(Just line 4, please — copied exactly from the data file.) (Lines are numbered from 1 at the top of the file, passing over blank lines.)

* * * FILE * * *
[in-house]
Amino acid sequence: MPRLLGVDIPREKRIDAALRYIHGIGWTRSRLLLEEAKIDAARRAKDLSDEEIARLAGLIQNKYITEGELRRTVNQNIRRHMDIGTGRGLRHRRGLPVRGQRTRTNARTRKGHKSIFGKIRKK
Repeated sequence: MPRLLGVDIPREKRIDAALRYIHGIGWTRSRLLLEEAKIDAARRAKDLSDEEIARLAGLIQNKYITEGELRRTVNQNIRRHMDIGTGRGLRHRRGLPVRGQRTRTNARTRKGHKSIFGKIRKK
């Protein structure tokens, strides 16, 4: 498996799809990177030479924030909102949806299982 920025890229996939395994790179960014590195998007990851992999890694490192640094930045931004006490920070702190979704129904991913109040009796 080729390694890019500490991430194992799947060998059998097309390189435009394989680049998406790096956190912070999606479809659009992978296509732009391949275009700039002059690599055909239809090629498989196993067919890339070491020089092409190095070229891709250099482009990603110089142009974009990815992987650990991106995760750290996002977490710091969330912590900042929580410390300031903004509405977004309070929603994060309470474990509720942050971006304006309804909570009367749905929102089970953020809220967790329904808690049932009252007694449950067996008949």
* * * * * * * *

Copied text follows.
């Protein structure tokens, strides 16, 4: 498996799809990177030479924030909102949806299982 920025890229996939395994790179960014590195998007990851992999890694490192640094930045931004006490920070702190979704129904991913109040009796 080729390694890019500490991430194992799947060998059998097309390189435009394989680049998406790096956190912070999606479809659009992978296509732009391949275009700039002059690599055909239809090629498989196993067919890339070491020089092409190095070229891709250099482009990603110089142009974009990815992987650990991106995760750290996002977490710091969330912590900042929580410390300031903004509405977004309070929603994060309470474990509720942050971006304006309804909570009367749905929102089970953020809220967790329904808690049932009252007694449950067996008949």